This time it’s all about the only day trip Falk has planned all by himself on the occasion of an anniversary. And so much in advance: he did a great job! Too bad that no further followed! 😉 This trip in mid-May last year first led us to the third largest lake in Ireland, Lough Derg. It borders the east of Clare, the northwest of Tipperary and the southern-most tip of County Galway, and is just over an hour’s drive from our home. The lake offers many recreational activities, especially in the summer, but also around it you will find some nice villages and sights. The day ended elsewhere with a journey into the Irish past, but more on this later!

Without knowing what would happen that day, we headed inland. The navigation system was programmed to “Mountshannon” and off we went. After just over an hour, we reached Falk’s first destination, which was already quite fascinating – the Aistear Labyrinth. I’m a big fan of labyrinths, I don’t know why, but my childish play instincts are likely to come to light in such situations. Unfortunately, the visitor center wasn’t open at this time and only half of the maze was accesable, but it was still nice. So we walked for a while through the labyrinth consisting of quaint old stone walls and much green. Sometimes we went up on a bridge, sometimes down into the bushes. Here and there we found tables with information about the spiritual Ireland from up to 9000 years ago. And not only that, we also discovered stones or high crosses with old runes and symbols on them.

Since the maze is located directly on the lake, a short detour to Lough Derg and the cute harbor of Mountshannon couldn’t be missed. We didn’t have time for a boat trip this time, though, because there was even more planned for today.

Panorama Lough Derg

In the afternoon we enjoyed a piece of delicious cake and a cup of coffee in another small village near the lake, before we drove home again.

For the secret upcoming event, we actually had to groom ourselves a bit. The dress code according to Falk: old and chic. Because I had no idea what he meant with old, I just dressed chic. :mrgreen:
When we arrived at the destination, I also realized what he meant with old. We were now at Bunratty Castle, an old Norman castle near the town of Shannon.

In the year 970 there was a trading post of the Vikings at the place where this castle was later built. Over the centuries, this place has been the site of many reconstructions, altercations and conquests, and has been in the hands of many different Norman and Irish ruling families until the mid-17th century. In 1690, almost 50 years after Oliver Cromwell’s campaign against Ireland, all Irish noblemen were expropriated and disempowered, leaving Bunratty Castle in the hands of the British government. For more than 100 years it was leased to Protestants from Great Britain (so-called plantation families), who were purposefully settled in Catholic Ireland on large estates. When they later moved to the more comfortable property Bunratty House, the castle remained uninhabited and decayed. In 1950 Lord Gort bought the castle and restored it with the support of the state in the original style. Since then Bunratty Castle has been open to the public, including us.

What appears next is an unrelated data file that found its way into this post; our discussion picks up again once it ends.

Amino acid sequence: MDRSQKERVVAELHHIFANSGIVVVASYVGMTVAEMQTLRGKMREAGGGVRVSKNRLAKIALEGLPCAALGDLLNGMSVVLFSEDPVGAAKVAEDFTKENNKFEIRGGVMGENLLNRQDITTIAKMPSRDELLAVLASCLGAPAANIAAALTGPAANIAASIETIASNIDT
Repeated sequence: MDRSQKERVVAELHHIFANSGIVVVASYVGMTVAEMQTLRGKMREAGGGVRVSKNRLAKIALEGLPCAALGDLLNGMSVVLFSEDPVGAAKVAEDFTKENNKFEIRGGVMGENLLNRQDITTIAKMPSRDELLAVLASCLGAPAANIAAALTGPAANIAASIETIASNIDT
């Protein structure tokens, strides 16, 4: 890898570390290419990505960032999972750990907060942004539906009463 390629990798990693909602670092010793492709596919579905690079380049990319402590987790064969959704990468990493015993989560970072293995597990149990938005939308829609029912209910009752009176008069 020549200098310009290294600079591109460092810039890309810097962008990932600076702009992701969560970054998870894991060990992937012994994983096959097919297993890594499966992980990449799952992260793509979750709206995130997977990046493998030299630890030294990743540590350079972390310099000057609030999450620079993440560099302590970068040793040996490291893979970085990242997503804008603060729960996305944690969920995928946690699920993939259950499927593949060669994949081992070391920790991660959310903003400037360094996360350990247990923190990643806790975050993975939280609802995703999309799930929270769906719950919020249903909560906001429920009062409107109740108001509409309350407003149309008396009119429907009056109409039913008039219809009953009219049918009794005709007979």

In addition to a visit to the castle and the historic Folkpark, you can also experience a medieval banquet here. And that’s exactly what Falk had in mind for us – yay! Both of us are very much interested in anything that has to do with the Middle Ages and have wanted to do something like that for a long time. 😀
We were received by authentically dressed court ladies and gentlemen with a cup of mead in the large throne room. We were greeted by old Irish harp and violin sounds there. After a short speech and a brief explanation of the history of the castle, we went to the huge dining room, where three rustic courses paired with musical accompaniment waited for us. Tucked closely together, we sat at long wooden tables, that were covered with ancient pottery, jugs and only with a knife instead of the other cutlery. For starters there was a simple potato soup, as a main course meat with potatoes and for dessert some kind of panna cotta. The entertainment program was much better than the food, though! The court ladies and gentlemen were waiters, actors and extremely talented singers and musicians in one. In addition to medieval Irish songs, e.g. about seagrass, popular folk tunes that the Irish guests knew were also sung and many of them joined in. The mood was great, people started to talk with their seating neighbors thanks to the mead or wine. The Americans next to us were enthusiastic about the Irish and European history and had never seen a castle from the inside before. After all, America is a relatively young country, where there are no old castles, churches or forts. Hard to imagine, as all Europe, especially Ireland, is teeming with them!

After this successful evening, we went back to the car fascinated by the time travel to the Irish Middle Ages, passing cute donkeys and goats.
We can warmly recommend to participate in such a medieval banquet in an Irish castle, despite the relatively high costs and crowds. Such events are offered in many places and should not be missed on your next trip to Ireland! 🙂

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